6/4/2020 | By Sarah Borchersen-Keto
Connor highlighted the ways in which Duke has changed since the financial crisis, including a reduction in leverage from about 52% to 31%, and the creation of a portfolio that is now 100% industrial compared to 35% in 2008. Duke has also increased its geographic diversification and reduced its land holdings.
While Duke has witnessed a little bit of slower decision-making, “all in all, we’re pretty pleased with where we are in terms of deal velocity, our ability to lease space, do renewals, and do new development.”
At the end of April, Duke issued revised guidance and cut its capital commitment by about $550 million. Connor explained that the REIT has suspended speculative development but is still doing build-to-suit development and expects to do $350-450 million of development compared to more than $1 billion last year.
Duke has also cut back on acquisitions and dispositions. “We’re kind of on the sideline taking a wait-and-see attitude,” Connor said. He noted that core assets are continuing to trade at pre-COVID pricing, “so there’s been no disconnect there.” There is, however, a bit of a disconnect on the bid-ask for value-add or multi-tenant projects. “There aren’t enough data points out there and nobody wants to be first and make a big mistake,” he said.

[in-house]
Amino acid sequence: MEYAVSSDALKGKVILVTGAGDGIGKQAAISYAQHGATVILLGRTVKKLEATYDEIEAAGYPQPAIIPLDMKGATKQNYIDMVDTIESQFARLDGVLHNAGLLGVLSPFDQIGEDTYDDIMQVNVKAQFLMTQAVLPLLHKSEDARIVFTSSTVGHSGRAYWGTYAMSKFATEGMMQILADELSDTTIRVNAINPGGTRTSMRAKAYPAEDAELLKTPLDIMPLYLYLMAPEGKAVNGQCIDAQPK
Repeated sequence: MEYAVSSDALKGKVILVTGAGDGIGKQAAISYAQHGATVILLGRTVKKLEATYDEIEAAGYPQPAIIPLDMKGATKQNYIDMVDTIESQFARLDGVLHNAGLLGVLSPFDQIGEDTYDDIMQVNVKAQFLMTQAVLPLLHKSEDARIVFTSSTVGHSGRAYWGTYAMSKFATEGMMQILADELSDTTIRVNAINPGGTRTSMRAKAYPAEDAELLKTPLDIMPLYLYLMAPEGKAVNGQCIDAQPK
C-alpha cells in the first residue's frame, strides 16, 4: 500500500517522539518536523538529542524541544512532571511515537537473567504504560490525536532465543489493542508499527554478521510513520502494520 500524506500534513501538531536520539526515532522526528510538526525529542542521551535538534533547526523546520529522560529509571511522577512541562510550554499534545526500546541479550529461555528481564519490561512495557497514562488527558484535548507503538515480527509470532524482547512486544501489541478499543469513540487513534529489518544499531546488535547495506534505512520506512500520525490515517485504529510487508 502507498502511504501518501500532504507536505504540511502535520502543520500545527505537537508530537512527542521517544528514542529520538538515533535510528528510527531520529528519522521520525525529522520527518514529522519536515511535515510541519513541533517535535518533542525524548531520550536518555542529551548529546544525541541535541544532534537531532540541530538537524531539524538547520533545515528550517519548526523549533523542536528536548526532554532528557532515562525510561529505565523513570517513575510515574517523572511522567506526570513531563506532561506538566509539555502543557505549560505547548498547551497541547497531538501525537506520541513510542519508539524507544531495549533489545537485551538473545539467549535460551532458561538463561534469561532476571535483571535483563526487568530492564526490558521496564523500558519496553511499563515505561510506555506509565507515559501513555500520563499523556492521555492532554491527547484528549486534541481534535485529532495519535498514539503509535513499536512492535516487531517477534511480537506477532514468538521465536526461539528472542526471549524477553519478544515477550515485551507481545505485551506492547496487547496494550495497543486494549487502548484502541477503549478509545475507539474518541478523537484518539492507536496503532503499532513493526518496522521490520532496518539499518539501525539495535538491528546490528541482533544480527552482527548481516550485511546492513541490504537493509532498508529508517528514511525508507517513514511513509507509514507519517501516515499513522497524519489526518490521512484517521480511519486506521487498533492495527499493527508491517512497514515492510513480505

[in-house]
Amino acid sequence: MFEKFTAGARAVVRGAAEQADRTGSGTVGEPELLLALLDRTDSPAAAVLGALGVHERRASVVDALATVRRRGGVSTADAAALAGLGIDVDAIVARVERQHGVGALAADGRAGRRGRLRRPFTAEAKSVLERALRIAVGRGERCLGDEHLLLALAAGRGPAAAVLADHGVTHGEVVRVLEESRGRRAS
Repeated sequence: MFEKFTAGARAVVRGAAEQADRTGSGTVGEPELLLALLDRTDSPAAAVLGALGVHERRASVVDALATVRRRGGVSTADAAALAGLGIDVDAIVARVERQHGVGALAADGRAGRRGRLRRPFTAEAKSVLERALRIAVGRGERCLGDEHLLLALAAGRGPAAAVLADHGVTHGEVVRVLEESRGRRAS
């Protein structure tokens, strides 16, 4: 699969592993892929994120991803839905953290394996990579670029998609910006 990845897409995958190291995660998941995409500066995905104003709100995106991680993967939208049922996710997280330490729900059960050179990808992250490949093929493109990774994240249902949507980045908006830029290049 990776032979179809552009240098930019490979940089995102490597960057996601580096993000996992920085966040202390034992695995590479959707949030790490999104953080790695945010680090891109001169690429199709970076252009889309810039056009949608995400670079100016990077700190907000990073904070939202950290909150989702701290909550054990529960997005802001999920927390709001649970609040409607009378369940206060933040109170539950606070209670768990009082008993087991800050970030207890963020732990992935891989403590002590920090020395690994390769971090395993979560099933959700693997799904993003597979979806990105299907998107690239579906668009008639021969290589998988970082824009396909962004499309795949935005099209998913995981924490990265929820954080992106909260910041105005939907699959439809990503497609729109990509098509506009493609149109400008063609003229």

If occupancy and leasing continue to hold, Connor said, Duke could accelerate some additional development, maybe bring some spec development back in the latter part of the year, and still do some acquisitions.
“We think there’s an opportunity for us to be at the high end of that guidance or perhaps exceed it as long as we see the economy and the pandemic continuing to get better,” Connor said.
Looking more broadly, Connor highlighted secular changes that can benefit the industry for potentially the next three to five years. Those changes include accelerated e-commerce, a continued need for last mile facilities, a need for companies to keep more inventory on hand, and a continued interest in onshoring.